Turkey waiting for Public Private Partnerships’s Law in Ukraine for more investments

by burakpehlivan on 25/11/2017

Turkish construction companies are waiting for Ukraine’s concession law before taking on big infrastructure projects, says Burak Pehlivan, president of TUID, the Turkish Ukrainian Business Association at the Eastern Europe Real Estate Forum at the Fairmont Hotel.

Turkey Waiting for Public Private Partnerships

A public private partnership law will trigger big spending in highway construction, predicted, Burak Pehlivan, president of TUID, the Turkish Ukrainian Business Association.

Such a law enabled $150 billion in Turkish infrastructure construction from 1990 to 2015, he said. This helped Turkey’s economy quadruple during this period.

“In Ukraine, we hope a PPP concessions law will take effect in April 2018,” he said. “A concession law will open the door for Turkish construction companies, for Turkish real estate companies, to invest more in Ukraine.”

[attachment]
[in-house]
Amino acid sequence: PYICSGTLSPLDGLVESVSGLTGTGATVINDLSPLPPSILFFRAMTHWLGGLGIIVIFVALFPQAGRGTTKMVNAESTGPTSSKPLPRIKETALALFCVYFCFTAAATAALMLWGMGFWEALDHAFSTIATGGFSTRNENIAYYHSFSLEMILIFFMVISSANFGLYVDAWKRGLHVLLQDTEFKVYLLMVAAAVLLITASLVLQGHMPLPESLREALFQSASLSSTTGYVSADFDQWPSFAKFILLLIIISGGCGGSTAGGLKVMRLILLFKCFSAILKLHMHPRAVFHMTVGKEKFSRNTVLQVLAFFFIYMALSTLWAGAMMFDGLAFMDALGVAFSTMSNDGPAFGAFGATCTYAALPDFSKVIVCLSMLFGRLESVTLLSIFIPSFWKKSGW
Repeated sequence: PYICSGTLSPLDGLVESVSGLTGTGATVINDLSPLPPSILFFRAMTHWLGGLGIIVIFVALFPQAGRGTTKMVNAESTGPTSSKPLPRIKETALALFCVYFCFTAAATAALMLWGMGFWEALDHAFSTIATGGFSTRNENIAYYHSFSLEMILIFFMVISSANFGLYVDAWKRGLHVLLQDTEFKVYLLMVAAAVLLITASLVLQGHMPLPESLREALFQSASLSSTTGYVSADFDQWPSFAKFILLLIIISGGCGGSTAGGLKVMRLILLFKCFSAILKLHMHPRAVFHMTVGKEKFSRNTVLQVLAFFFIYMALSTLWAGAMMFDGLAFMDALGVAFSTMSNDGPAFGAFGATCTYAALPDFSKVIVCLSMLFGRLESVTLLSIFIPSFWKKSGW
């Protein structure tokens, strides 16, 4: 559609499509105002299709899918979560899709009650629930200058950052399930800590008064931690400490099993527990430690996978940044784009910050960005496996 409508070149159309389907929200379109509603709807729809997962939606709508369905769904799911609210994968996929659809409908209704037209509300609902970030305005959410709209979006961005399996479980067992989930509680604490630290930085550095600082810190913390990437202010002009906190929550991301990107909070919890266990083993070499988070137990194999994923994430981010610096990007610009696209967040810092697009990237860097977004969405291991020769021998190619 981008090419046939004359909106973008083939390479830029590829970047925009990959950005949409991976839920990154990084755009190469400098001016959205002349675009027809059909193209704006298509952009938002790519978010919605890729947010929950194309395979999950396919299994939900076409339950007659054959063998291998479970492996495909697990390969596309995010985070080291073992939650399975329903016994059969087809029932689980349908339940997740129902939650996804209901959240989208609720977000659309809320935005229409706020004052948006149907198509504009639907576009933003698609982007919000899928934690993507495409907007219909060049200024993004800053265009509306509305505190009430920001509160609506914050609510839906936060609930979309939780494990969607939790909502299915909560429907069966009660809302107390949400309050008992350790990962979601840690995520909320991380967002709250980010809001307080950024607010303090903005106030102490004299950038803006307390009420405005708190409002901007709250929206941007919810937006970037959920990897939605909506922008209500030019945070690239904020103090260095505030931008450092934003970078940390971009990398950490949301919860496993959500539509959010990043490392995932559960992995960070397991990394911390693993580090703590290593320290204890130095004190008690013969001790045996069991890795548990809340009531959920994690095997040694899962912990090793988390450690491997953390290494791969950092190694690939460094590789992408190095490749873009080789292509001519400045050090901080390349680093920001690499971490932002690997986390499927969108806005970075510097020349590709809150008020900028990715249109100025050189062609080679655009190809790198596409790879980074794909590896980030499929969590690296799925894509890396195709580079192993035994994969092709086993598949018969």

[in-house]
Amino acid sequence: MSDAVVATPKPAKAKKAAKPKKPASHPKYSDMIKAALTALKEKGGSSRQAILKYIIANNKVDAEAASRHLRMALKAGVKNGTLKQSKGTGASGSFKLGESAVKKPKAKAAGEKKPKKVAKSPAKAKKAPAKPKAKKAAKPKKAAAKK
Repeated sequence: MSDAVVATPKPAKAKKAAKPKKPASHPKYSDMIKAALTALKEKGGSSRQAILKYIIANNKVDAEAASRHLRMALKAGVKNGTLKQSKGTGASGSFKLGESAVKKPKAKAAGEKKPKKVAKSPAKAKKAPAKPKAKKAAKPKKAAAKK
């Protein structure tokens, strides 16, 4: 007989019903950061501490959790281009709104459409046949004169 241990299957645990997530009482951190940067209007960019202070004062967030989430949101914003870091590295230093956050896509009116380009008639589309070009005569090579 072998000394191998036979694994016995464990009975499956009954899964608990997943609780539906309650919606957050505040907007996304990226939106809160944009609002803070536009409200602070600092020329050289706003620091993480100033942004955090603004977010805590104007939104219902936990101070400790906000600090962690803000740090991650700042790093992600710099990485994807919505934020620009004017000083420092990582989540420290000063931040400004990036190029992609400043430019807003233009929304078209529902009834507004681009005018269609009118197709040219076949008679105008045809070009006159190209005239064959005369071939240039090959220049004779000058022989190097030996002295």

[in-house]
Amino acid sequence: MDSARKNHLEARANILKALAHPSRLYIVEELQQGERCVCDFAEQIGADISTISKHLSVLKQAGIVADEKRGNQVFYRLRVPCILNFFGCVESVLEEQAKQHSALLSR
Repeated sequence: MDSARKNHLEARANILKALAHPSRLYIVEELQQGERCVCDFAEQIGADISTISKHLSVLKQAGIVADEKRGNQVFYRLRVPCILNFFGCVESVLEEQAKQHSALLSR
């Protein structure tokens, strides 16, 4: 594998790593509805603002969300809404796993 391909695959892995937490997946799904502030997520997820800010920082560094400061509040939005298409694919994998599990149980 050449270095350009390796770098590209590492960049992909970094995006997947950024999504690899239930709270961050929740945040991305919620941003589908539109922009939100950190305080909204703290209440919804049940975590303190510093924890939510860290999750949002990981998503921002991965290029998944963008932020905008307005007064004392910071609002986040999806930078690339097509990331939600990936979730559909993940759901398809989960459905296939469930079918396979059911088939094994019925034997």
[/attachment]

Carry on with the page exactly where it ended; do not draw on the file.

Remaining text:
To date, he said, Turkish construction companies have carried out in Ukraine167 projects worth a total of $6 billion. Crossing the Black Sea, 600 Turkish companies have invested $2.5 billion in Ukraine.

Tarkan Kadooglu said many Turkish investors are waiting to see a real effort against corruption before they cross the Black Sea. (James Brooke)
Pehlivan’s boss, Tarkan Kadooglu, flew in from Istanbul to address the gathering of real estate and construction executives.

“There are big opportunities here in construction of roads and big buildings,” said Kadooglu, who is president of Turkonfed, the Turkish Enterprise and Business Confederation, an association of 40,000 Turkish big, small and medium sized businesses.

Citing the new visa-free, passport-free travel regime between Turkey and Ukraine, he said he hopes that both countries will soon complete negotiations on a bilateral free trade pact.

In an interview, he said many Turkish investors are waiting, on the south shore of the Black Sea, for Ukraine to visibly cut corruption.

“Ukraine’s government should be more transparent, and there should not be any corruption,” he said. “The problems are not so big. But many Turkish investors are just waiting for government to increase transparency and diminish corruption.

James Brook

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